Habits to Avoid in Academic Writing

pen and paperThese five easy hints on habits to avoid in academic writing will increase your odds of overall success

Students, instructors, and researchers are the ultimate multi-taskers, writing research proposals, writing books and journal articles, and teaching courses. The problem is that so is everyone else. If an editor has the choice between publishing a poorly written paper and a well-written one, he or she might just choose the well-written one. That's why we've collected five habits to avoid in academic writing, which you'll find below.


1. Overuse of footnotes

Footnotes can include valuable information that is often useful to a researcher's perspectives or a paper's focus. The problem is, excessive footnotes may signal to your readers that your focus isn't sufficiently narrow. Every time you're tempted to write a footnote, ask yourself: Will my work suffer if I omit this footnote? If the information merits a footnote, is it important enough to include in the main body of the paper?

2. Needlessly complex sentence structure

No discussion of five habits to avoid in academic writing would be complete without overly complex sentence structures. Generally, academic writing contains complex, subtle, sophisticated ideas—but out-of-control sentences often signal to a reader that the writer doesn't grasp his or her subject fully enough to write clearly about it.

Convoluted writing is so widespread in academic writing, one journal held a contest to choose the worst sentence of the year.1 That's one award nobody wants to win! At a time when competition for jobs and graduate schools is more stressful than ever, it's incredibly important to ensure you can communicate your ideas clearly to reach the biggest possible audience.

To streamline your sentences, it might be a good idea to use the shortest possible sentences when writing. Of course, you might worry your short sentences might be perceived as, well, unintelligent. But consider the following sentences:

“We all ought to make sacrifices for literature. Look at me. I’m going to England without a protest. All for literature.”

Few readers today would accuse the writer of those sentences, Ernest Hemingway, as unintelligent. (By the way, those passages are from Chapter 6 of The Sun Also Rises.) Anyway, when you start feeling in control of your writing, you can gradually increase your sentence lengths.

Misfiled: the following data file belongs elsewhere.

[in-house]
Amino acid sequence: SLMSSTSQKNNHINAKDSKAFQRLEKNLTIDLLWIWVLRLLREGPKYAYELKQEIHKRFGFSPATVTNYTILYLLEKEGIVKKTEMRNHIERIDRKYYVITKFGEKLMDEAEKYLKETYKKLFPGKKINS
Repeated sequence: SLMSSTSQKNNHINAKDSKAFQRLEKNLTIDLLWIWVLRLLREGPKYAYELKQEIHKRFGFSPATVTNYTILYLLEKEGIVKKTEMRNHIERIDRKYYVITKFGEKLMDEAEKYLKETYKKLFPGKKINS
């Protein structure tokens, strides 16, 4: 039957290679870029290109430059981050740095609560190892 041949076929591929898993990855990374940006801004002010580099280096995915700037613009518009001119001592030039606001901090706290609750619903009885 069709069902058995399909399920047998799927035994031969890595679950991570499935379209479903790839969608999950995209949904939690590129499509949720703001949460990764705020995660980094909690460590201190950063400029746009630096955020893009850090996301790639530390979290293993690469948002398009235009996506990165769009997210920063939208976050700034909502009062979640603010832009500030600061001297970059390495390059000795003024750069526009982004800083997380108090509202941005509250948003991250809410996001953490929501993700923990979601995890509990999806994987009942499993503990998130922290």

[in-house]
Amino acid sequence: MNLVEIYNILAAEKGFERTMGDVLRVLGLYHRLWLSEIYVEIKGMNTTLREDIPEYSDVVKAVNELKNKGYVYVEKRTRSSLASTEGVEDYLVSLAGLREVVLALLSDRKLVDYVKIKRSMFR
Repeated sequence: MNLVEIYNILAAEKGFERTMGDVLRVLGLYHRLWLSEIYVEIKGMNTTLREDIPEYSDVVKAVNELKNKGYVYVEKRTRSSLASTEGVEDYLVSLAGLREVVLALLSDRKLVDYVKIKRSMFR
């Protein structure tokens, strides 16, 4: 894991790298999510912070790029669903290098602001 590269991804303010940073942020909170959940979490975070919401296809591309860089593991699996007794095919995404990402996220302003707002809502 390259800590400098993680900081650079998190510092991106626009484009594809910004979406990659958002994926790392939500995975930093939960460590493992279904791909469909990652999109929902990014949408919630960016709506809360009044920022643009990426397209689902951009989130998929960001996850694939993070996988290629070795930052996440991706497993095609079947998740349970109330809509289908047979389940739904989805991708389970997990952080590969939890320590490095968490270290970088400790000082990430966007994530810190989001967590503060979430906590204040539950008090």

Another hint is to read your sentences aloud and then seek ways to eliminate their wordiness. Consider it a game, to see how many words you can trim from a sentence.

3. Too-fancy words

Academic writing is saddled with the burden of being difficult to read. Sure, much academic writing targets those in the know. It's fine to use jargon—but sparingly as possible. Try to use the simplest, shortest, plainest words possible. Here's an example of a sentence that's just too everything:

Contrariwise, Sue abstains from gluttony at an all-you-can eat charcuterie.

This sentence can be much more accessible stated this way:

But Sue doesn't eat too much at a buffet.

4. Plagiarism


Number four in our five habits to avoid in academic writing is number one in importance: plagiarism. It could get you fired or expelled and is just plain wrong. Some plagiarism is intentional, but usually, carelessness is the cause. Fortunately, plagiarism is easy to avoid. Whenever you use someone else’s words, credit the source. Be alert, be cautious, and err on the side of overcitation. Take extremely detailed notes. Ensure your bibliography is complete and accurate in every detail.

5. Passive voice

The last of our five habits to avoid in academic writing is the passive voice. An active sentence has a subject that acts on a direct object:

I ate pizza.

In a passive sentence, the object serves as the sentence's subject. The object receives, not initiates, the action:

The pizza was eaten by me.

In academic writing, the passive voice tends to occur when the subject is unclear or unknown, when a writer doesn't want to use first-person pronouns like I or we, or when the result of the action is more important than who acted. In these cases, the passive voice can be appropriate, especially when rewording the sentence would sound strange, cumbersome, or complicated.

Try to develop the habit of analyzing every instance of is, are, was, and were. Can you replace those words with a stronger, active verb? Try to ensure your subject is indeed the actor in the sentence.

1The journal Philosophy and Literature sponsored the “Bad Writing Contest” from 1995 to 1998.

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